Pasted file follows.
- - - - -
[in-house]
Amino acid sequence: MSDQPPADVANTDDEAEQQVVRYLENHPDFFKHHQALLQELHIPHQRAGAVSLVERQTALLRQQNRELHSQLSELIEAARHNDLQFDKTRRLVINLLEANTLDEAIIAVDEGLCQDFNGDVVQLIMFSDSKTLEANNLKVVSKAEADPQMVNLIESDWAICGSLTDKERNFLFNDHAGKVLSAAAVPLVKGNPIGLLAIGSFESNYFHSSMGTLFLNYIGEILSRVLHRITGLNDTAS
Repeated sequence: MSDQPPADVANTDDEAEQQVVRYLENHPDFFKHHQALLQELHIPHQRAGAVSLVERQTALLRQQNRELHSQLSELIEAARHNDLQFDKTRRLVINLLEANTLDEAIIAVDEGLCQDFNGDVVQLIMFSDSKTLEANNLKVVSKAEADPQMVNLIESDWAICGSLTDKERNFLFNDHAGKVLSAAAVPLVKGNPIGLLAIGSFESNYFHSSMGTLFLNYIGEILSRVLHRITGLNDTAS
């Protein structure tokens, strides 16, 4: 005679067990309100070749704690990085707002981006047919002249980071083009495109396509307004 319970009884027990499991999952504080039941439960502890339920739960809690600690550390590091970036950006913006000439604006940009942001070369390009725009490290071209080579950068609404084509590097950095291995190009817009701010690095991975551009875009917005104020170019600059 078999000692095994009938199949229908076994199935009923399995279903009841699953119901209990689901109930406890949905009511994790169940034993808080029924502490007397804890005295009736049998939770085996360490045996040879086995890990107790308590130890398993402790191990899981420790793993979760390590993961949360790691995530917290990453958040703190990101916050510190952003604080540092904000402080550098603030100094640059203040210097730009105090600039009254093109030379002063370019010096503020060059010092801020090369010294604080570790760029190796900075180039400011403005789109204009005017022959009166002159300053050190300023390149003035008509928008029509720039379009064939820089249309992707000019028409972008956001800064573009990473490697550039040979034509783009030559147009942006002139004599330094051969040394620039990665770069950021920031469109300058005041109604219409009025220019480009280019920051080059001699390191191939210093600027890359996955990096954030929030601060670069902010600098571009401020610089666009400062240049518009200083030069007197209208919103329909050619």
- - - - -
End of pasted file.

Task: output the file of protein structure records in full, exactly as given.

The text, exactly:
[in-house]
Amino acid sequence: MSDQPPADVANTDDEAEQQVVRYLENHPDFFKHHQALLQELHIPHQRAGAVSLVERQTALLRQQNRELHSQLSELIEAARHNDLQFDKTRRLVINLLEANTLDEAIIAVDEGLCQDFNGDVVQLIMFSDSKTLEANNLKVVSKAEADPQMVNLIESDWAICGSLTDKERNFLFNDHAGKVLSAAAVPLVKGNPIGLLAIGSFESNYFHSSMGTLFLNYIGEILSRVLHRITGLNDTAS
Repeated sequence: MSDQPPADVANTDDEAEQQVVRYLENHPDFFKHHQALLQELHIPHQRAGAVSLVERQTALLRQQNRELHSQLSELIEAARHNDLQFDKTRRLVINLLEANTLDEAIIAVDEGLCQDFNGDVVQLIMFSDSKTLEANNLKVVSKAEADPQMVNLIESDWAICGSLTDKERNFLFNDHAGKVLSAAAVPLVKGNPIGLLAIGSFESNYFHSSMGTLFLNYIGEILSRVLHRITGLNDTAS
């Protein structure tokens, strides 16, 4: 005679067990309100070749704690990085707002981006047919002249980071083009495109396509307004 319970009884027990499991999952504080039941439960502890339920739960809690600690550390590091970036950006913006000439604006940009942001070369390009725009490290071209080579950068609404084509590097950095291995190009817009701010690095991975551009875009917005104020170019600059 078999000692095994009938199949229908076994199935009923399995279903009841699953119901209990689901109930406890949905009511994790169940034993808080029924502490007397804890005295009736049998939770085996360490045996040879086995890990107790308590130890398993402790191990899981420790793993979760390590993961949360790691995530917290990453958040703190990101916050510190952003604080540092904000402080550098603030100094640059203040210097730009105090600039009254093109030379002063370019010096503020060059010092801020090369010294604080570790760029190796900075180039400011403005789109204009005017022959009166002159300053050190300023390149003035008509928008029509720039379009064939820089249309992707000019028409972008956001800064573009990473490697550039040979034509783009030559147009942006002139004599330094051969040394620039990665770069950021920031469109300058005041109604219409009025220019480009280019920051080059001699390191191939210093600027890359996955990096954030929030601060670069902010600098571009401020610089666009400062240049518009200083030069007197209208919103329909050619």